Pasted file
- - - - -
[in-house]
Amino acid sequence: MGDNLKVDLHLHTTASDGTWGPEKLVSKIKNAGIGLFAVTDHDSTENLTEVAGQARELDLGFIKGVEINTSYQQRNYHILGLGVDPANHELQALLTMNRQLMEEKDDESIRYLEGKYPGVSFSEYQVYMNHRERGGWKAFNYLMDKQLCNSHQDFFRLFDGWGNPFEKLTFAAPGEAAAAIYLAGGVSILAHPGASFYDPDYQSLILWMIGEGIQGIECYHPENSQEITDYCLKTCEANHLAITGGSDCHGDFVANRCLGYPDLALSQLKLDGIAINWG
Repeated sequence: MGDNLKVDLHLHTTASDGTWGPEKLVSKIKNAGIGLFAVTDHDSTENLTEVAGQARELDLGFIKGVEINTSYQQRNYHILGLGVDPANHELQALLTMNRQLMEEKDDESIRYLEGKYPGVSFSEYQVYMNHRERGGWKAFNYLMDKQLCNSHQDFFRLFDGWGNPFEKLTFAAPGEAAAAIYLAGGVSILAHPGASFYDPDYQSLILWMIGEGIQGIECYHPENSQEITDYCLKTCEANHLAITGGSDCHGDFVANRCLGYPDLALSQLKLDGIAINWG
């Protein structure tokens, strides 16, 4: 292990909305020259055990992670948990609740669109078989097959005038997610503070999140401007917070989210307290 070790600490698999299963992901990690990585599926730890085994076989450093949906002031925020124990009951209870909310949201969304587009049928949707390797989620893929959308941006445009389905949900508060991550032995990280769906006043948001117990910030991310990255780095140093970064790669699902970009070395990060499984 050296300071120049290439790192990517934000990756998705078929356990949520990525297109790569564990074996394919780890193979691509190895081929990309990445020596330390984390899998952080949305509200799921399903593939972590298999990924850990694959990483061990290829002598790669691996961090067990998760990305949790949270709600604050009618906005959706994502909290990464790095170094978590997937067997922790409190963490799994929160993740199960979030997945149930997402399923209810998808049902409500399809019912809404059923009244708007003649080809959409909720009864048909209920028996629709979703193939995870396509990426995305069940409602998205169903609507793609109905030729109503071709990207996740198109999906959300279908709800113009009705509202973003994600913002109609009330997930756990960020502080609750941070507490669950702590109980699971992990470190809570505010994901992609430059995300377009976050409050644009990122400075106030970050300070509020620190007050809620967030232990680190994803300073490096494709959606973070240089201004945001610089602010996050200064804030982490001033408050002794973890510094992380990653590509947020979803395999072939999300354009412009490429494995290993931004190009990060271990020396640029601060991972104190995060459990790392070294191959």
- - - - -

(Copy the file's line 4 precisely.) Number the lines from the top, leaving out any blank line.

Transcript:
């Protein structure tokens, strides 16, 4: 292990909305020259055990992670948990609740669109078989097959005038997610503070999140401007917070989210307290 070790600490698999299963992901990690990585599926730890085994076989450093949906002031925020124990009951209870909310949201969304587009049928949707390797989620893929959308941006445009389905949900508060991550032995990280769906006043948001117990910030991310990255780095140093970064790669699902970009070395990060499984 050296300071120049290439790192990517934000990756998705078929356990949520990525297109790569564990074996394919780890193979691509190895081929990309990445020596330390984390899998952080949305509200799921399903593939972590298999990924850990694959990483061990290829002598790669691996961090067990998760990305949790949270709600604050009618906005959706994502909290990464790095170094978590997937067997922790409190963490799994929160993740199960979030997945149930997402399923209810998808049902409500399809019912809404059923009244708007003649080809959409909720009864048909209920028996629709979703193939995870396509990426995305069940409602998205169903609507793609109905030729109503071709990207996740198109999906959300279908709800113009009705509202973003994600913002109609009330997930756990960020502080609750941070507490669950702590109980699971992990470190809570505010994901992609430059995300377009976050409050644009990122400075106030970050300070509020620190007050809620967030232990680190994803300073490096494709959606973070240089201004945001610089602010996050200064804030982490001033408050002794973890510094992380990653590509947020979803395999072939999300354009412009490429494995290993931004190009990060271990020396640029601060991972104190995060459990790392070294191959």